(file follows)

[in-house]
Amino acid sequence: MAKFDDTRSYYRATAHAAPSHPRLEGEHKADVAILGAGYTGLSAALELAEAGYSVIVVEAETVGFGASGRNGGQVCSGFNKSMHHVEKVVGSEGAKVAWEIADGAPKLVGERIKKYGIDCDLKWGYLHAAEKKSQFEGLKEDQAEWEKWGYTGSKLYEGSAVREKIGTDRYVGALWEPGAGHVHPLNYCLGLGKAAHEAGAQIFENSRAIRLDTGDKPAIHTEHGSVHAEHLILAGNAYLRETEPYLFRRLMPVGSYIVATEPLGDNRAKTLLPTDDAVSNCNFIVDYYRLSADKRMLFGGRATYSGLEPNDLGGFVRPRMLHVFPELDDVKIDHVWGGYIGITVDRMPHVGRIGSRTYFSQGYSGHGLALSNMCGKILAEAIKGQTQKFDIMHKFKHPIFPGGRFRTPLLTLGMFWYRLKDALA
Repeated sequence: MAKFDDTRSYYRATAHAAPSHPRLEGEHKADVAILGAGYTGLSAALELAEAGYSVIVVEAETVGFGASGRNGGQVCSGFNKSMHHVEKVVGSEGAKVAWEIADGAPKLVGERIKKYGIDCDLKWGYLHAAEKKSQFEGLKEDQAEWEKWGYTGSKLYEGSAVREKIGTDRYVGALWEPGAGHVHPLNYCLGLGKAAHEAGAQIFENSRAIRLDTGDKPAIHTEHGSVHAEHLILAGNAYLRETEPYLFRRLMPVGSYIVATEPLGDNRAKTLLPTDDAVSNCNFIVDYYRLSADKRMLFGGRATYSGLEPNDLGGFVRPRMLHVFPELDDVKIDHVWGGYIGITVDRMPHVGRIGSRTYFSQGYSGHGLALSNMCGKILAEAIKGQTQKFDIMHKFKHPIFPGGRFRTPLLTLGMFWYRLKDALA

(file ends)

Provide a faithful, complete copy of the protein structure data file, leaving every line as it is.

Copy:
[in-house]
Amino acid sequence: MAKFDDTRSYYRATAHAAPSHPRLEGEHKADVAILGAGYTGLSAALELAEAGYSVIVVEAETVGFGASGRNGGQVCSGFNKSMHHVEKVVGSEGAKVAWEIADGAPKLVGERIKKYGIDCDLKWGYLHAAEKKSQFEGLKEDQAEWEKWGYTGSKLYEGSAVREKIGTDRYVGALWEPGAGHVHPLNYCLGLGKAAHEAGAQIFENSRAIRLDTGDKPAIHTEHGSVHAEHLILAGNAYLRETEPYLFRRLMPVGSYIVATEPLGDNRAKTLLPTDDAVSNCNFIVDYYRLSADKRMLFGGRATYSGLEPNDLGGFVRPRMLHVFPELDDVKIDHVWGGYIGITVDRMPHVGRIGSRTYFSQGYSGHGLALSNMCGKILAEAIKGQTQKFDIMHKFKHPIFPGGRFRTPLLTLGMFWYRLKDALA
Repeated sequence: MAKFDDTRSYYRATAHAAPSHPRLEGEHKADVAILGAGYTGLSAALELAEAGYSVIVVEAETVGFGASGRNGGQVCSGFNKSMHHVEKVVGSEGAKVAWEIADGAPKLVGERIKKYGIDCDLKWGYLHAAEKKSQFEGLKEDQAEWEKWGYTGSKLYEGSAVREKIGTDRYVGALWEPGAGHVHPLNYCLGLGKAAHEAGAQIFENSRAIRLDTGDKPAIHTEHGSVHAEHLILAGNAYLRETEPYLFRRLMPVGSYIVATEPLGDNRAKTLLPTDDAVSNCNFIVDYYRLSADKRMLFGGRATYSGLEPNDLGGFVRPRMLHVFPELDDVKIDHVWGGYIGITVDRMPHVGRIGSRTYFSQGYSGHGLALSNMCGKILAEAIKGQTQKFDIMHKFKHPIFPGGRFRTPLLTLGMFWYRLKDALA